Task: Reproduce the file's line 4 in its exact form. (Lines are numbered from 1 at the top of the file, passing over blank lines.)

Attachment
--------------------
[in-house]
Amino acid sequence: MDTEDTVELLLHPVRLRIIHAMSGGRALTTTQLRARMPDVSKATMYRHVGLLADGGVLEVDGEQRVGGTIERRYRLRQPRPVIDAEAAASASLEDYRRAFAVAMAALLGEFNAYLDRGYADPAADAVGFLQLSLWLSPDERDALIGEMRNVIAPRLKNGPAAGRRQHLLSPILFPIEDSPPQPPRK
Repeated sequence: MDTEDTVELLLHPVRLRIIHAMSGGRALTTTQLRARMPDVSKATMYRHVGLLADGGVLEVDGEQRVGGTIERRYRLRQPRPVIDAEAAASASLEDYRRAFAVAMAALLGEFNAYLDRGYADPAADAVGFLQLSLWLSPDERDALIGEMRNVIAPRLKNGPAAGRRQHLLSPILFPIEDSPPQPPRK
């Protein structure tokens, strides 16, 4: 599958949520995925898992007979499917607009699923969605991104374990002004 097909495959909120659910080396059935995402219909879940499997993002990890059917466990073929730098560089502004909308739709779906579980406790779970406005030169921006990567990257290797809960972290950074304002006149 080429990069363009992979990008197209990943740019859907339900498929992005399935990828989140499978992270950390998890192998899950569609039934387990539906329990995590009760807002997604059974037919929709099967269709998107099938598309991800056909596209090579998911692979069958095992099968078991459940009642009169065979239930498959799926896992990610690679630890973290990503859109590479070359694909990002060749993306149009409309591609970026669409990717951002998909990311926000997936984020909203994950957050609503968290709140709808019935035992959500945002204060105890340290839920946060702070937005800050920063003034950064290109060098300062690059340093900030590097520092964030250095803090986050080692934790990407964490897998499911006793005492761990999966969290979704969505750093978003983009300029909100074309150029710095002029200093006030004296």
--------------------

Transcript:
């Protein structure tokens, strides 16, 4: 599958949520995925898992007979499917607009699923969605991104374990002004 097909495959909120659910080396059935995402219909879940499997993002990890059917466990073929730098560089502004909308739709779906579980406790779970406005030169921006990567990257290797809960972290950074304002006149 080429990069363009992979990008197209990943740019859907339900498929992005399935990828989140499978992270950390998890192998899950569609039934387990539906329990995590009760807002997604059974037919929709099967269709998107099938598309991800056909596209090579998911692979069958095992099968078991459940009642009169065979239930498959799926896992990610690679630890973290990503859109590479070359694909990002060749993306149009409309591609970026669409990717951002998909990311926000997936984020909203994950957050609503968290709140709808019935035992959500945002204060105890340290839920946060702070937005800050920063003034950064290109060098300062690059340093900030590097520092964030250095803090986050080692934790990407964490897998499911006793005492761990999966969290979704969505750093978003983009300029909100074309150029710095002029200093006030004296």